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Trekking and caving adventure in Mt. Banahaw
Source: Manila Bulletin
Author: None
Date: 2004-03-01
In the world of sports, there are competitive sports, with which people are more familiar, but there are also those events with no formal competition but are considered sports in every sense, we refer to mountain climbing and spelunking or caving.

And ever since we got the opportunity to go up to mystical Mt. Banahaw in Quezon in the early 90s on a nature awareness workshop conducted by psychic and Banahaw convert Frank Regis, it has been this writer’s dream to bring the family to a nature adventure trip there, and the fact is the family has been there twice in the past.

But it was just recently that the kids, Jemi, 11, Janis, 19, and Jay-Em 20, together with the missus that they experienced something beyond mere trekking in the Kinabuhayan complex of the sacred mountain where the belief of local folks is that the Holy Land was spiritually transferred to Mt. Banahaw.

If in the past we made the trip together with Regis and we stayed at the resthouse of Maria Montelibano, another Banahaw convert, this time, our family did it on our own as Regis was out of town, but he arranged the stay at the resthouse of Boy Fajardo, another psychic who recharges in the mountain regularly.

Better to take a van or a 4-wheel-drive vehicle because of some rough roads in the interior but in our case, the Toyota family car sufficed and we left early Saturday morning, passing SLEX, Sto. Tomas and San Pablo where we made a turn going to Dolores, passing the Bato Resort, from Dolores. Sta. Lucia is just a stone’s throw.

After settling down, the first in the itinerary was the Sta. Lucia Falls. Here, one has to go down a very steep man-made 247-step stairs before reaching the natural pool and the small twin falls of Buhok ng Mahal na Ina at Buhok ng Mahal na Ama where one has to stay under the water at least for a few seconds. For first timers, one has to take a dip three times in the pool where the water is always cold.

From there, it was a short trek to the Kweba ni San Jacob, featuring an underground cave with a river. The kids, together with local guide Arnel, went down and experienced what cold water is, dipping themselves three times into the river while hanging on to a steel ladder. For me, that was the coldest water we have ever felt and the kids were all breathing steam afterwards.

A bit further was the Husgado, a more challenging caving experience where one’s faith is supposedly tested to the limit. But when one completes it, his sins for the last five years are supposedly forgiven.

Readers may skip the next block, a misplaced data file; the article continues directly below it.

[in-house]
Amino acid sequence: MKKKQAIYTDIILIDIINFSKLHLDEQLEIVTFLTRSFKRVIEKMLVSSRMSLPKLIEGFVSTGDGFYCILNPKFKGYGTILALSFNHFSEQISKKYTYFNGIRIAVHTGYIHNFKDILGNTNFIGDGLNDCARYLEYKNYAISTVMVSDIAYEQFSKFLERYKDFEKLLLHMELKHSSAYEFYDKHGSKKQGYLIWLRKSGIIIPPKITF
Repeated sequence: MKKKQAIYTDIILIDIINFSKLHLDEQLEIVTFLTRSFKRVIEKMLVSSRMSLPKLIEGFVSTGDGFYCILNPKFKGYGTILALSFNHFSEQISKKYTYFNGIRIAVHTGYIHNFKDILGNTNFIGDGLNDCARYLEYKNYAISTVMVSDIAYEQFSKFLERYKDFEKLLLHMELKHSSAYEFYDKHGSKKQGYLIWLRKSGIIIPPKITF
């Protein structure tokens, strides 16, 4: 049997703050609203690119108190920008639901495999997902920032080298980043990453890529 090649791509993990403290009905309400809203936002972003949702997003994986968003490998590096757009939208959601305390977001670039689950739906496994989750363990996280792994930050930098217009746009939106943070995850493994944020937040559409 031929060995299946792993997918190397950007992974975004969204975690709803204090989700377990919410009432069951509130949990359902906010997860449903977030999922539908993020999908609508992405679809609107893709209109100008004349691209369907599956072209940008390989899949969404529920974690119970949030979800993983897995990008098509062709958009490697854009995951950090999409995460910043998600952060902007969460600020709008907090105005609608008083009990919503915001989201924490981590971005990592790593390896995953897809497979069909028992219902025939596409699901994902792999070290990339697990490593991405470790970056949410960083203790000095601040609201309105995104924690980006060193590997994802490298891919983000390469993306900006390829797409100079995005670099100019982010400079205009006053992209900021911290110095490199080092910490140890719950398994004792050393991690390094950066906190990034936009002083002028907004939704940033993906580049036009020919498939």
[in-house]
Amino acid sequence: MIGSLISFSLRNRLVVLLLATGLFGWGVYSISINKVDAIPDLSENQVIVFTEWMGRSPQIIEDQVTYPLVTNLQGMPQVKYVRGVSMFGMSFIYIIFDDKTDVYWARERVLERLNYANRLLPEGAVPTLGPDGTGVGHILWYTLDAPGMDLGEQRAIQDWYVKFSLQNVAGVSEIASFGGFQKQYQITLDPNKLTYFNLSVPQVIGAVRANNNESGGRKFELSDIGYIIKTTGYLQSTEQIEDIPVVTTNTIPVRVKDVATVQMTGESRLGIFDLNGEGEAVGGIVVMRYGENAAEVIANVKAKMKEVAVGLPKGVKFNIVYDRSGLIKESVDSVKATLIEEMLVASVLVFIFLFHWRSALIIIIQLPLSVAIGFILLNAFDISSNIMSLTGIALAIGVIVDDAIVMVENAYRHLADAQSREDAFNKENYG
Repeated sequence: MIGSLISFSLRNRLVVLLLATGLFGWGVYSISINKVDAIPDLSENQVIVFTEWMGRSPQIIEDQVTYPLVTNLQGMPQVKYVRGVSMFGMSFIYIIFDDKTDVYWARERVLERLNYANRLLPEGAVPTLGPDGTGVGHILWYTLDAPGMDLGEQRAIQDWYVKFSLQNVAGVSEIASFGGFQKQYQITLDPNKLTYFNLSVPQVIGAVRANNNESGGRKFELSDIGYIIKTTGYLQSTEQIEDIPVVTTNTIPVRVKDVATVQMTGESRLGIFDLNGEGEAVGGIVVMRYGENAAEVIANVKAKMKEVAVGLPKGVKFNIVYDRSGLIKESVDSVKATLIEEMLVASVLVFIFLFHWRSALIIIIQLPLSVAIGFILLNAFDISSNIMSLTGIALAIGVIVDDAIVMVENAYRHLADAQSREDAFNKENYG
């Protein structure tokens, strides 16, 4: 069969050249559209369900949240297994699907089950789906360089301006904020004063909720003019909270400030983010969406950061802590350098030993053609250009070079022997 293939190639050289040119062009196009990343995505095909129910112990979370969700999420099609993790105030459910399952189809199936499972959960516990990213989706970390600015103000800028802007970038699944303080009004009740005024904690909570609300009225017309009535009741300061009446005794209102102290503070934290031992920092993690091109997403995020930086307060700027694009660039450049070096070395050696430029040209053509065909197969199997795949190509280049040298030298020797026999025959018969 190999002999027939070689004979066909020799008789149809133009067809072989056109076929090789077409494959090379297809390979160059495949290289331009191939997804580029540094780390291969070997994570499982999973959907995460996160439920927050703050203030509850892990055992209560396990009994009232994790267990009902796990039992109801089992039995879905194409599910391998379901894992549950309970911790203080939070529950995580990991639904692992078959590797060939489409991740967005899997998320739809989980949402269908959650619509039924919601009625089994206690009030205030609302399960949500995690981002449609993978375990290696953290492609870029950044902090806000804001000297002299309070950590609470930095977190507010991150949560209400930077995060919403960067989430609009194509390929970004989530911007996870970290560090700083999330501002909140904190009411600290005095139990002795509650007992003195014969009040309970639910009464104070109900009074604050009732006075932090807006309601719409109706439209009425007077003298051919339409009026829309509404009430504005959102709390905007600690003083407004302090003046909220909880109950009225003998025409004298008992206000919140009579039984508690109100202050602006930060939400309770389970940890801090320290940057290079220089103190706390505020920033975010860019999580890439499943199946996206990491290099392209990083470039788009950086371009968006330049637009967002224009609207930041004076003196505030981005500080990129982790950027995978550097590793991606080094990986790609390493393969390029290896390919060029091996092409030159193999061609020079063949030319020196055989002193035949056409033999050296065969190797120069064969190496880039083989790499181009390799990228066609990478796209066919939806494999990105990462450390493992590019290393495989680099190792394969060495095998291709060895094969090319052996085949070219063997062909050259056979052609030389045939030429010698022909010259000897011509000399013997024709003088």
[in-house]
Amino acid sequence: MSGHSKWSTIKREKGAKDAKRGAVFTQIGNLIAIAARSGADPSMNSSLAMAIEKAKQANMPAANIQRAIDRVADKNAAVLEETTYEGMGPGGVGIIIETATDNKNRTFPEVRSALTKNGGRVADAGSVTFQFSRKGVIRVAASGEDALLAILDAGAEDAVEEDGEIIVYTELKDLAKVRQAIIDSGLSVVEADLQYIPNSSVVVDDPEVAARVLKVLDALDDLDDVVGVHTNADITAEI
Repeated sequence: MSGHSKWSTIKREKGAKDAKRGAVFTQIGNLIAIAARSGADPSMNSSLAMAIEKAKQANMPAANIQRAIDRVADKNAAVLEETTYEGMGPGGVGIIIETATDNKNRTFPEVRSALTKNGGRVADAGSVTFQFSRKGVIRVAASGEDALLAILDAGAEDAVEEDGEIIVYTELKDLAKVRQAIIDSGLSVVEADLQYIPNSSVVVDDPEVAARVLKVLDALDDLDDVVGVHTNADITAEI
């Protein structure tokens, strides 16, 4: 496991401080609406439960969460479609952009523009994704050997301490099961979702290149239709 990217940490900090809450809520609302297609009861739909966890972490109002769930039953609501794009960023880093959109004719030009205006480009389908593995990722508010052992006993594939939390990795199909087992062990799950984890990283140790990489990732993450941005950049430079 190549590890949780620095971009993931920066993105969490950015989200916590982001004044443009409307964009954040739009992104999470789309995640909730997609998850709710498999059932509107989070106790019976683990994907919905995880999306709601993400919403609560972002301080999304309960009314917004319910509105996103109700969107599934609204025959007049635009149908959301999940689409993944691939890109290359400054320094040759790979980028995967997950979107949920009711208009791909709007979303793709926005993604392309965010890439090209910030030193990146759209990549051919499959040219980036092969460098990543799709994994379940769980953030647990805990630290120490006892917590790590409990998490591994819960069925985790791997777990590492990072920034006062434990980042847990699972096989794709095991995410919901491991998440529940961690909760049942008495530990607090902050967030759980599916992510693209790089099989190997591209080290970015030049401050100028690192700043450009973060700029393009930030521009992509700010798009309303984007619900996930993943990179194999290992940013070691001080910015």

Again, it is an underground cave with a small opening. Inside, one has to crawl, squirm and squeeze himself to follow the winding one-man path inside, all the time the light just coming from small candles courtesy of the guide. Stories we have heard about this cave include people who panicked, got stuck and had to be rescued, but personally, we have seen a 180-pound guy made the trip.

Then we made our way to the big Balete tree, supposedly the kingdom of dwarves and fairies. And believe it or not, in our earlier trip to the place, we had a photo of an elf on top of the tree looking down on us and several strange looking faces all over the tree. Regis said these are elementals.

Before nightfall though, the family was back in the house waiting for the night skies to clear for star watching and hoping to see UFOs the same way we did last year. Banahaw is a place said to be regularly visited by UFOs. Unfortunately, the skies were cloudy this time and the stars could hardly be seen. Much more the elusive UFOs.

The following day started with a three-kilometer trek uphill most of the way, going to the Kinabuhayan complex.

This is where a natural rock formation is found, at the bottom of a clear stream. This, they claim is the footprint of Jesus Christ. Well, it does look like a footprint at a certain angle.

From there, the family followed the stream’s trail, passing over the rocks, on the way to the Santos Collegios, a natural pool with waterfalls. We passed several pwestos or scared spots, including the Templo ng Eden, a relatively big man-enhanced cave with a lot of icons inside. There was a small cave inside and we passed through it, squatting and crawling most of the time, and felt like a lifetime while doing it. When we got out, we were suprised to learn that it was only a short distance from where we entered.

Finally, we reached our destination where we took a dip in the cold waters. By the way, there is a mini waterfalls nearby where one person can fit snugly behind the falls but passing through the cold waters first.

Unfortunately, Janis had an exam in school the following day and the trekkling and caving adventure had to be cut short since there are still so many sights to see and experiences to go through in Mt. Banahaw.

Maybe next time, the family should go all the way up to the crater of the dormant volcano where instead of a lake like in Mt. Pinatubo, there is a forest inside the mountain with a lot of strange sights to see, according to our guide.

Now, wouldn’t that be something?

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